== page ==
In use, a method of measuring the density of foam 350 includes identifying an insertion depth in foam 350 and adjusting member 320 to the identified depth of insertion. Next, nozzle 310 is inserted into a point of insertion in foam 350. At that point, member 320 forms a substantially air tight seal with an external surface of foam 350. Air is routed from an air source and is disbursed throughout apertures 340, 342, 344, 346, and 348. Airflows 360 move around the fused beads and an air flow measurement is obtained. The bead fusion quality determines how well the beads fused or bonded during molding and is calculated based on the air flow reading.
The aspects of the present invention provide an apparatus for determining one or more characteristics of the foam by conveying air into foam. The flow of air within the foam is monitored. The density and the strength characteristic of the foam are determined using the flow of air within the foam.
The apparatus includes a nozzle and an adjustable member having a substantially planar surface. The nozzle and adjustable member are operatively connected together. The nozzle is configured to be directly connected to an air flow meter. The nozzle includes a tube which is sized and dimensioned to be inserted easily into the foam. The tube has a wall and one or more apertures in the wall. The apertures are sized and dimensioned to allow air to flow through the apertures and into the foam. In an illustrative example, the apertures extend partially about the circumference of the tube. Also, in an illustrative example, the tube is threaded at a point distal to the air meter, and the member is operatively connected to the threaded portion of the tube. The member is adjustable and moves axially along the length of the tube. The member is adjusted to the point corresponding to the depth of insertion. After the nozzle is inserted into the foam, the member forms a substantially air tight seal with the external surface of the foam.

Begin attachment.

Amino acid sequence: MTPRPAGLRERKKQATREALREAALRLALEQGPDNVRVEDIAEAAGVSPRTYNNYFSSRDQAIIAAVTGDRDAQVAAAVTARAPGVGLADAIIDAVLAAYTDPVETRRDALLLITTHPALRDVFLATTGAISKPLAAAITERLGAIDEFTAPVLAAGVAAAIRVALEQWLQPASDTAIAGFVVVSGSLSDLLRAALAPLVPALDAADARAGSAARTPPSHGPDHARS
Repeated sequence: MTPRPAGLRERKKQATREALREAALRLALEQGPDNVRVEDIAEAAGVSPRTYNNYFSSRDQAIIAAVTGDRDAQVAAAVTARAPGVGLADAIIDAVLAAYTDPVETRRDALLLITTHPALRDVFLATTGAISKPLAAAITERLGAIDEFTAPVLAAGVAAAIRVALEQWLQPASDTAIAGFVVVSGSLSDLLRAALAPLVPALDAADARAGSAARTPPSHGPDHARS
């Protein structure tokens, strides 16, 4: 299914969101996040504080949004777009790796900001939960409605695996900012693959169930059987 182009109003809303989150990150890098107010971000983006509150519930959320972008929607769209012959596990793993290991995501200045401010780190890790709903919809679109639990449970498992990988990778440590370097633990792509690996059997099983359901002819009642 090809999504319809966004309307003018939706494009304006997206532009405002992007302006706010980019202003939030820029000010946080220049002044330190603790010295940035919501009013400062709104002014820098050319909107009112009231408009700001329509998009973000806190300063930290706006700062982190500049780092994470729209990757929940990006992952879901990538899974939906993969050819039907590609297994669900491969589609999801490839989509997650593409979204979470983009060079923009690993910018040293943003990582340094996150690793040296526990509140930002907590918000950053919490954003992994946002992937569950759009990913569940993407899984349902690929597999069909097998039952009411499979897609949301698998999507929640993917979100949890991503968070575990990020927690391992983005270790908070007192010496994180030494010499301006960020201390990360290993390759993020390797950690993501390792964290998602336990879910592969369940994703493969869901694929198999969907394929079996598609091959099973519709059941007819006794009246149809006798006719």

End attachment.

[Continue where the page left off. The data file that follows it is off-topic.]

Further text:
The aspects of the present invention allow for a reliable, repeatable, and non-destructive method for determining the density of foam. The method does not require an inspector to break apart or cut the foam to visually inspect the fusion bead density level. A visual inspection is subjective and does not produce a quantitative, objective measurement. Consequently, a visual inspection may produce greater variability in quality results than a quantitative measurement. The present invention gives an objective measurement which can be tested repeatedly to verify foam density results. Furthermore, because the foam is not destroyed in the testing process, the same foam can be repeatedly tested to further increase the reliability of the test results. In addition, the aspects of the present invention allow the foam to be used as intended to protect fragile items in shipment and not rendered unusable as would have been in a visual inspection. Moreover, the aspects of the present invention allow for foam of different sizes to be tested using the same air flow apparatus. The apparatus does not need to change to obtain different insertion depths, because the member is adjustable and controls the depth of the insertion of the apparatus.
The description of the present invention has been presented for purposes of illustration and description, and is not intended to be exhaustive or limited to the invention in the form disclosed. Many modifications and variations will be apparent to those of ordinary skill in the art. The embodiment was chosen and described in order to best explain the principles of the invention, the practical application, and to enable others of ordinary skill in the art to understand the invention for various embodiments with various modifications as are suited to the particular use contemplated.
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|Citing Patent||Filing date||Publication date||Applicant||Title|
|US20130150752 *||Dec 12, 2011||Jun 13, 2013||Karl W. Swann||Apparatus for Bone Aspiration|
|US20150119803 *||Dec 12, 2012||Apr 30, 2015||Karl W. Swann||Apparatus for bone aspiration|
|U.S. Classification||73/38, 264/40.1, 73/40|
|Dec 2, 2005||AS||Assignment|
Owner name: INTERNATIONAL BUSINESS MACHINES CORPORATION, NEW Y
Free format text: ASSIGNMENT OF ASSIGNORS INTEREST;ASSIGNORS:LIVERMAN, IVAN NEIL;MARESH, MARK EDMUND;SATTORA, CHRISTOPHER JOHN;AND OTHERS;REEL/FRAME:017085/0333
Effective date: 20051117
|Nov 9, 2010||CC||Certificate of correction|
|Mar 29, 2013||FPAY||Fee payment|
Year of fee payment: 4